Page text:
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Diffusing Military: A Gender Camouflage

We live in an ever-polarizing world, where nations choose to resort to weapons, arms, and military to safeguard their political and economic interest with a mask of integrity and nationalism. As obvious as it is that the military is a culmination of various violent tendencies, we often neglect the state of the people subjected to it. Their voices and opinions get lost in the crowd of political questions regarding nations and their power. While there is always a discourse of military spending or externalities, there’s little or no discussion on the ground reality of normal lives, especially from a gendered lens. What leads to the military being tyrannical? How do gender and hierarchical institutions come to play a role in this? What are the plausible implications and their solutions? To explore these questions further, here is Perspectoverse’s Saachi Singh.


In Kashmir, which is renounced as ‘heaven on earth’, women walk on roads with the fear, besides many others, of being subjugated to the tyranny of armed men who under the veil of governance and militarisation take liberty in assaulting them, young girls are kidnapped, raped and murdered, and the LGBTQIA+ community does not even get a platform to be alive in their true sense. Is the ‘heaven’ synonymous with being the highest militarized area in the world, does it mean a storehouse of weapons and a haven for armed tyrannical men? If not, then who is it a heaven for?

Militarization is commonly thought of as a process that fundamentally changes the dynamics of a society, it can be a formal institution as well as an informal and intimate one- affecting interpersonal relationships. It has been reinforcing the notion that social stability is best achieved through hierarchical gender relations. Democratic rhetoric notwithstanding, masculinity continues to be the currency for domination and exclusion. In this sense, the military is the embodiment of a patriarchal institution that affects women and non-binary people in a negative sense, perpetuating stereotypical roles, only this time, with the legitimate use of violence.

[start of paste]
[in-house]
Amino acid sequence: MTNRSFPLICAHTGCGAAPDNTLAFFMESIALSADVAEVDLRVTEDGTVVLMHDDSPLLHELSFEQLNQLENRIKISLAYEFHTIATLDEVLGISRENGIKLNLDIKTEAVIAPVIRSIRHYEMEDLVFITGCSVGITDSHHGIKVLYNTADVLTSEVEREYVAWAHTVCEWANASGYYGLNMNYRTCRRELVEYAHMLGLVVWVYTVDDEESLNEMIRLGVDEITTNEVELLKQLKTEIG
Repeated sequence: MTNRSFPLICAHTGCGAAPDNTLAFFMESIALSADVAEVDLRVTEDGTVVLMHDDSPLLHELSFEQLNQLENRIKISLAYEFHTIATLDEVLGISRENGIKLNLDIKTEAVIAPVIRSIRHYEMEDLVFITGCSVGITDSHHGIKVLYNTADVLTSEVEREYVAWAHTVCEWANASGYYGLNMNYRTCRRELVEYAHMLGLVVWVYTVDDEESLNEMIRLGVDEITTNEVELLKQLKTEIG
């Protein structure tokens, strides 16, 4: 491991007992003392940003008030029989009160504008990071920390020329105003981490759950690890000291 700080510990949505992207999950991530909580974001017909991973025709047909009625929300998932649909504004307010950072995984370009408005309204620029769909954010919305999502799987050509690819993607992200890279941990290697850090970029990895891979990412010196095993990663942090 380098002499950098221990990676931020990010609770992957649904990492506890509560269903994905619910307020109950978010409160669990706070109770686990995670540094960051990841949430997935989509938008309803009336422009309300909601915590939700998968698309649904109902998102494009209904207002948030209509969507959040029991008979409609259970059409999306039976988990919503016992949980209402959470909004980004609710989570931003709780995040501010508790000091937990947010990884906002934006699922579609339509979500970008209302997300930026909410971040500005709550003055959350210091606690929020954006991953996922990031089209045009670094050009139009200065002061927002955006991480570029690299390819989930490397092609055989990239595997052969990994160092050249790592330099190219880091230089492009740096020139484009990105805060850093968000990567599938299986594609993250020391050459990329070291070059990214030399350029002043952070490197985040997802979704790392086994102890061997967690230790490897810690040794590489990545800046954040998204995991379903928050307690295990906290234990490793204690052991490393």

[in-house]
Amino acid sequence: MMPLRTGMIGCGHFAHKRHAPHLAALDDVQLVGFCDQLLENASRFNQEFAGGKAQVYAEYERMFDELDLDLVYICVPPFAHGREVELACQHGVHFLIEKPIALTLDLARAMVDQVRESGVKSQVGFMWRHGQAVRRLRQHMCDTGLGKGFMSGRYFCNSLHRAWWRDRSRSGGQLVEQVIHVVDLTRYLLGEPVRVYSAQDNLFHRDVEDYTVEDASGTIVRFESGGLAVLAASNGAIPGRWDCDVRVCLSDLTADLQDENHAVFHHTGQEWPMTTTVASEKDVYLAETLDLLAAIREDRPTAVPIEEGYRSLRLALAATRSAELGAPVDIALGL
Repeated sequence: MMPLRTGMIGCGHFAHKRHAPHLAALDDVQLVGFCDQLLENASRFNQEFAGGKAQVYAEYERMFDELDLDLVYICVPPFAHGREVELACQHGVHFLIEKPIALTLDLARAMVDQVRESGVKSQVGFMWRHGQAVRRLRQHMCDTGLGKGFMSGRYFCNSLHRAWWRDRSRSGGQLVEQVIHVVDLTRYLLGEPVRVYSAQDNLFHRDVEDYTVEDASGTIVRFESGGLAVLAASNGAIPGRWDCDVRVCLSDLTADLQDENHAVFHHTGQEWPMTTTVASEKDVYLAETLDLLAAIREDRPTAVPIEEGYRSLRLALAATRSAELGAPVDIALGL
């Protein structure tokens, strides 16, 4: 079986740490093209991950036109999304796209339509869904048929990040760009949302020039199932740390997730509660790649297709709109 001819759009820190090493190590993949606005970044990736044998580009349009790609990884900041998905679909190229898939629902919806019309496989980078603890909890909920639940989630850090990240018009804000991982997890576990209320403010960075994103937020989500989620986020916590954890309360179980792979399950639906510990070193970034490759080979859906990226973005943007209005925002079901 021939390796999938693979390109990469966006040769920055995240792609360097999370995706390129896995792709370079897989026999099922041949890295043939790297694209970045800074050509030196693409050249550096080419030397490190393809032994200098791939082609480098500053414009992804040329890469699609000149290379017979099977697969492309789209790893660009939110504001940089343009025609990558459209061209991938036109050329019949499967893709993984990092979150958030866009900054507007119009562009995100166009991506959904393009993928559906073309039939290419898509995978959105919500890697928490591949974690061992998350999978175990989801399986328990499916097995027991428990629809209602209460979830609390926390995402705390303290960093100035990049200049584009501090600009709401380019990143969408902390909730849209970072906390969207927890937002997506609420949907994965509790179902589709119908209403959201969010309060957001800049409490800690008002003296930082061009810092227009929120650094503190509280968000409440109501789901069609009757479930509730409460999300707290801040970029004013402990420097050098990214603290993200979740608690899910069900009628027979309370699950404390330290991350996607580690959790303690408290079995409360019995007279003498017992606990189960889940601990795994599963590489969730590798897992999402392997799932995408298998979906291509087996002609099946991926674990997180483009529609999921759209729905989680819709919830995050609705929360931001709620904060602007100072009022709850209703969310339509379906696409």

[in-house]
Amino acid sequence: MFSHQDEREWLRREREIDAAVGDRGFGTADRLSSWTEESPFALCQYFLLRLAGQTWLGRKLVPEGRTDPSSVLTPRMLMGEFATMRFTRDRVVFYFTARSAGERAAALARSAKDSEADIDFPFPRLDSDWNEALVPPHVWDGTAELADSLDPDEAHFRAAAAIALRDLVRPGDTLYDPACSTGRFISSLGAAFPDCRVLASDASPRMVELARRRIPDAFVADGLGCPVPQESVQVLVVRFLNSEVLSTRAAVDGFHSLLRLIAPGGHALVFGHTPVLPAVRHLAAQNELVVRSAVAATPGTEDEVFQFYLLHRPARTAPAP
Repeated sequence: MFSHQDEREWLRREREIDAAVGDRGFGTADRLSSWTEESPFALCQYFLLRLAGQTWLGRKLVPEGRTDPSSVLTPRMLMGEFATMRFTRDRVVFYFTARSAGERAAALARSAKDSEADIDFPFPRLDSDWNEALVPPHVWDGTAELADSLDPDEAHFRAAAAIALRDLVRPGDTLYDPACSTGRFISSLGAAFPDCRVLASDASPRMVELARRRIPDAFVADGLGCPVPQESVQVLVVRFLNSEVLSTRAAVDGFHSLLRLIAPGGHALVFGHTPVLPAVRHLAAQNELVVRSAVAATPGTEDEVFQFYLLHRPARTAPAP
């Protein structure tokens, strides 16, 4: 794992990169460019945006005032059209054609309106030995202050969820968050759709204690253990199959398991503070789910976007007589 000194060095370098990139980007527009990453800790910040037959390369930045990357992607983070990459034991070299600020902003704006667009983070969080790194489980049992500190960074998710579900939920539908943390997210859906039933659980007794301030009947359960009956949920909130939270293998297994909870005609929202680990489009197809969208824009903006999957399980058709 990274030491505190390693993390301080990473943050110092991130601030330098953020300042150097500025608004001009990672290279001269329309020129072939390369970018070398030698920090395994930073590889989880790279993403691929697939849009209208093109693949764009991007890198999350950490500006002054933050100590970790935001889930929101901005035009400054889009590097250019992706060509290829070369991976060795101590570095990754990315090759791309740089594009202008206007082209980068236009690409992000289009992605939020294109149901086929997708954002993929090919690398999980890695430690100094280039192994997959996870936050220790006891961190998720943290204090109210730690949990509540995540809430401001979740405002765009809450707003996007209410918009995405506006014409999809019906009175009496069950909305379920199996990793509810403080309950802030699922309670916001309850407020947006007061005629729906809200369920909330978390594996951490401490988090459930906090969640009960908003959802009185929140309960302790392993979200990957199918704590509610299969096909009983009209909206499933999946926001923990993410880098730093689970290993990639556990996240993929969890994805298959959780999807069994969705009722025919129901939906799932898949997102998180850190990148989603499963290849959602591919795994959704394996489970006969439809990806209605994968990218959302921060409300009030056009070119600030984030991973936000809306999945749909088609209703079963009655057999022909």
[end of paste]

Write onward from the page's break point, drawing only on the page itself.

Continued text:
Throughout history, social institutions have been propagating the idea of ‘the passive woman’, and because armed missions also demand certain physical stature, women have long been put out of the institutions that affect their lives so deeply. Be it the accounts of imperial warfares in world history or the world wars, the role of women always been negligible, leave combat positions, they weren’t even offered decision-making roles.

Even after the guns go silent, militarization persists and hence, we need to surrender the often-cherished idea that when open warfare stops, it is reversed. Kashmir, Cyprus, Rwanda, and Afghanistan are all examples of contested areas, and the list doesn’t end here. But the main reason as to why they are contested always turns out to be the power dynamics between religious, ethnic, and cultural groups, political parties, and nations, led by men. These are also the areas where women and the LGBTQIA+ community face the most violent and sexual offenses, inflicted upon them with the breach of their identities. Because this issue fails to offer empirical evidence due to the ignorance of governments, it exists being unrepresented. But personal accounts and realities work as an alibi of the problem.